Ireland just issued a Che Guevara stamp. In Miami, people are not happ…

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Buenos Aires: Fifty years after he was gunned down in a Bolivian jungle, revolutionary iconoclast Ernesto “Che” Guevara is still setting off controversy.

This week marks the anniversary of the death of the Argentina-born figure who helped Fidel Castro topple the Batista regime in 1959. To honour the occasion, the Irish government has released a one euro stamp featuring the image of the revolutionary.

But across the Atlantic Ocean, the commemorative postage is not sitting well with the families still reeling from the aftershocks of the Cuban revolution and the Castro regime, the Irish Times reports.

The connection between Guevara and Ireland is not random. Che’s father, Ernesto Guevara Lynch, was a civil engineer of Irish descent. “The first thing to note is that in my son’s veins flowed the blood of Irish rebels,” the elder Guevara told an interviewer in 1969.

According to the New York Times, family’s roots stretch back to two families, the Lynches and the Blakes, who were among the original founding 14 tribes of the Irish city of Galway. “Patrick Lynch immigrated to Argentina in the mid-1700s and settled in Buenos Aires,” an Irish politician explained to the Times in 2012. “Che is part of the Irish diaspora, I would say.”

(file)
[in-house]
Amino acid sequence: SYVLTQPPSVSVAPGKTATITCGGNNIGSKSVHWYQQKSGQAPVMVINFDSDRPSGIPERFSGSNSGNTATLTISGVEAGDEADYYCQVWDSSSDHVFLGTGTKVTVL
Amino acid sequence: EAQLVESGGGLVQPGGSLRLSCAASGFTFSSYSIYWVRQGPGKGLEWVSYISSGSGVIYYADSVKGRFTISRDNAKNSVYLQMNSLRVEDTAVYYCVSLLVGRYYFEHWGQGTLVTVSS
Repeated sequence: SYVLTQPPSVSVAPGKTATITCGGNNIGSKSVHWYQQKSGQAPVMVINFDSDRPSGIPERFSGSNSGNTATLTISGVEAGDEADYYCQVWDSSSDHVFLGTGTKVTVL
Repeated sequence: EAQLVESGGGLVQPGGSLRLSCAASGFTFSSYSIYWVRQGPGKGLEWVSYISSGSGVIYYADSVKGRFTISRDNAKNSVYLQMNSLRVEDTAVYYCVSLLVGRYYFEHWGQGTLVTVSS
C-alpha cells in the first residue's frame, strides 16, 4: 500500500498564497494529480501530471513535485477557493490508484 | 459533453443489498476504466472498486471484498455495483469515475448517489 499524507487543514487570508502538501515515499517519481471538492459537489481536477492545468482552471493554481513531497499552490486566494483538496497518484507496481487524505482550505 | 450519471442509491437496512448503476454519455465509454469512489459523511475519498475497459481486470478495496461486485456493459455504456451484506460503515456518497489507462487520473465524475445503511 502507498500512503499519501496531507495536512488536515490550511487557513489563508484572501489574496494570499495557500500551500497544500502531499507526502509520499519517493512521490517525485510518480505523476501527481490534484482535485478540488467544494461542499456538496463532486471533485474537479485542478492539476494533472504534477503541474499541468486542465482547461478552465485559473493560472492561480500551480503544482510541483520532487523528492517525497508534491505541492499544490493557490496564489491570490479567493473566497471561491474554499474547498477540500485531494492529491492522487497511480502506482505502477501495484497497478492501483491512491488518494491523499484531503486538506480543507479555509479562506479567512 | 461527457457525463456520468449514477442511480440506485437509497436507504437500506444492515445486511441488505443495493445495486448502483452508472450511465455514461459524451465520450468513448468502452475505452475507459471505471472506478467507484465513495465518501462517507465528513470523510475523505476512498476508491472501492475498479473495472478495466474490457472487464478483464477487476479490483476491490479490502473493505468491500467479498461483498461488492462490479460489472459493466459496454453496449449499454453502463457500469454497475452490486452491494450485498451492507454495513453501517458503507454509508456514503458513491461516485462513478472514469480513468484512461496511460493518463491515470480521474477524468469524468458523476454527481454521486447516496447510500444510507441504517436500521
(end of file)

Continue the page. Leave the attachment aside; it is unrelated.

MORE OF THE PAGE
At an event in Buenos Aires this week, Guevara’s brother, Juan Martin Guevara Lynch, told the Irish Times his father embraced those Gaelic roots. “He used to speak about the rebellious nature of the Irish. Beyond that he liked the Irish because of their party nature; they like to drink a drop of [liquor]! He was really fond of all that.”

Since his death, Guevara has become a worldwide figurehead for revolution. And the image most associated with Guevara — on shirts and posters and bumperstickers everywhere — was designed by Irish artist Jim Fitzpatrick in 1969.

“A famous revolutionary of Irish descent and the artwork by an Irish artist that became one of the world’s great iconic images, all come together in a stamp which has just been issued,” Ireland’s postal authority said in a statement announcing the stamp.

But if there’s one place on the globe where Guevara is not welcome, it is South Florida, the homebase of the vocal and politically active Cuban-American expat community. And last weekend, Rep. Illeana Ros-Lehtinen, a Havana-born Cuban who represents the Miami area, blasted the Irish stamp as a “grotesque insult to the many lives he slaughtered.”